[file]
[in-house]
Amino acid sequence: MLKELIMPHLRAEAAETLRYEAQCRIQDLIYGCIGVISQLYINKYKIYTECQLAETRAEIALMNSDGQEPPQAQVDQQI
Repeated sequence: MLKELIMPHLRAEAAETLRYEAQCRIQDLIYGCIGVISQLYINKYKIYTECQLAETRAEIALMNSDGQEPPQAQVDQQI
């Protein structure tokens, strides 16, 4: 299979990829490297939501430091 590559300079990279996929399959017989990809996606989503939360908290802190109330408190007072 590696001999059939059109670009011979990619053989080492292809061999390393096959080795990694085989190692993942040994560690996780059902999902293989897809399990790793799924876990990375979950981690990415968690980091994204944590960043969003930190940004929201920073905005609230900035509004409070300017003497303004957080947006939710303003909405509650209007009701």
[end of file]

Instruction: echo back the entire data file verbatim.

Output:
[in-house]
Amino acid sequence: MLKELIMPHLRAEAAETLRYEAQCRIQDLIYGCIGVISQLYINKYKIYTECQLAETRAEIALMNSDGQEPPQAQVDQQI
Repeated sequence: MLKELIMPHLRAEAAETLRYEAQCRIQDLIYGCIGVISQLYINKYKIYTECQLAETRAEIALMNSDGQEPPQAQVDQQI
């Protein structure tokens, strides 16, 4: 299979990829490297939501430091 590559300079990279996929399959017989990809996606989503939360908290802190109330408190007072 590696001999059939059109670009011979990619053989080492292809061999390393096959080795990694085989190692993942040994560690996780059902999902293989897809399990790793799924876990990375979950981690990415968690980091994204944590960043969003930190940004929201920073905005609230900035509004409070300017003497303004957080947006939710303003909405509650209007009701």